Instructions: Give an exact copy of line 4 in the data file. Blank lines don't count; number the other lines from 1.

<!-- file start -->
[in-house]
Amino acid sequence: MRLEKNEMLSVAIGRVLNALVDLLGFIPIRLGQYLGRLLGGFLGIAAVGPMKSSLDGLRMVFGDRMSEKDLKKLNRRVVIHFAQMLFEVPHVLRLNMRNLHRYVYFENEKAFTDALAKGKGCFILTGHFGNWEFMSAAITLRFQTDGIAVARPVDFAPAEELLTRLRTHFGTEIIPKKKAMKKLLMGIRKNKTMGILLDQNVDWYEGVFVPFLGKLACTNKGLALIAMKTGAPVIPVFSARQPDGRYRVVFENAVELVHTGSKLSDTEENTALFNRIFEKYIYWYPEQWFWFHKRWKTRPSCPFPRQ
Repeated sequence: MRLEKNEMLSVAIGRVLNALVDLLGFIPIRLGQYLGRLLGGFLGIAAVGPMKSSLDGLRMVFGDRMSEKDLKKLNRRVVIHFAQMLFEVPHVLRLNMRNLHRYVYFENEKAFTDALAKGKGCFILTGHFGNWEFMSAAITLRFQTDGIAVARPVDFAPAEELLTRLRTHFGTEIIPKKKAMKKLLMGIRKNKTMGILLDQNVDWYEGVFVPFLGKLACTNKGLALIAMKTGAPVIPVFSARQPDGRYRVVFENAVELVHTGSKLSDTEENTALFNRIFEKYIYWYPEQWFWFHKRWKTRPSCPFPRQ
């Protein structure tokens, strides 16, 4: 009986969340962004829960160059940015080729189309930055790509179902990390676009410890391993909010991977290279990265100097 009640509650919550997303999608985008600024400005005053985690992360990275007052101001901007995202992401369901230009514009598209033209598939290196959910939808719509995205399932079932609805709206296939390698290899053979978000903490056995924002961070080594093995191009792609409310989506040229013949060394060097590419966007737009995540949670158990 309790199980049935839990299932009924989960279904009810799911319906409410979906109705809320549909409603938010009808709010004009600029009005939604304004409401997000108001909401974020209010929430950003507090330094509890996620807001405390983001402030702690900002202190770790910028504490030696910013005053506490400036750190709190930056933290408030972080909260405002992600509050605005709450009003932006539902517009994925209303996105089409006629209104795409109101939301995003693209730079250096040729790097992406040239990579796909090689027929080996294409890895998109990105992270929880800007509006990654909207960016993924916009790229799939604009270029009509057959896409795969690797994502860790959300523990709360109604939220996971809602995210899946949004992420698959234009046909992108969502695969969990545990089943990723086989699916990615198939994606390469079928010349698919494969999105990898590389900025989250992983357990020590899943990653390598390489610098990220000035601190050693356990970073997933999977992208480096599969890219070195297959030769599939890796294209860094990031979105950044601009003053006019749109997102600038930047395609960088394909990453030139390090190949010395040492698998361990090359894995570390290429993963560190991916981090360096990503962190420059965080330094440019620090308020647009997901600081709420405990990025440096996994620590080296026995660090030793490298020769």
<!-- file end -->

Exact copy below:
């Protein structure tokens, strides 16, 4: 009986969340962004829960160059940015080729189309930055790509179902990390676009410890391993909010991977290279990265100097 009640509650919550997303999608985008600024400005005053985690992360990275007052101001901007995202992401369901230009514009598209033209598939290196959910939808719509995205399932079932609805709206296939390698290899053979978000903490056995924002961070080594093995191009792609409310989506040229013949060394060097590419966007737009995540949670158990 309790199980049935839990299932009924989960279904009810799911319906409410979906109705809320549909409603938010009808709010004009600029009005939604304004409401997000108001909401974020209010929430950003507090330094509890996620807001405390983001402030702690900002202190770790910028504490030696910013005053506490400036750190709190930056933290408030972080909260405002992600509050605005709450009003932006539902517009994925209303996105089409006629209104795409109101939301995003693209730079250096040729790097992406040239990579796909090689027929080996294409890895998109990105992270929880800007509006990654909207960016993924916009790229799939604009270029009509057959896409795969690797994502860790959300523990709360109604939220996971809602995210899946949004992420698959234009046909992108969502695969969990545990089943990723086989699916990615198939994606390469079928010349698919494969999105990898590389900025989250992983357990020590899943990653390598390489610098990220000035601190050693356990970073997933999977992208480096599969890219070195297959030769599939890796294209860094990031979105950044601009003053006019749109997102600038930047395609960088394909990453030139390090190949010395040492698998361990090359894995570390290429993963560190991916981090360096990503962190420059965080330094440019620090308020647009997901600081709420405990990025440096996994620590080296026995660090030793490298020769």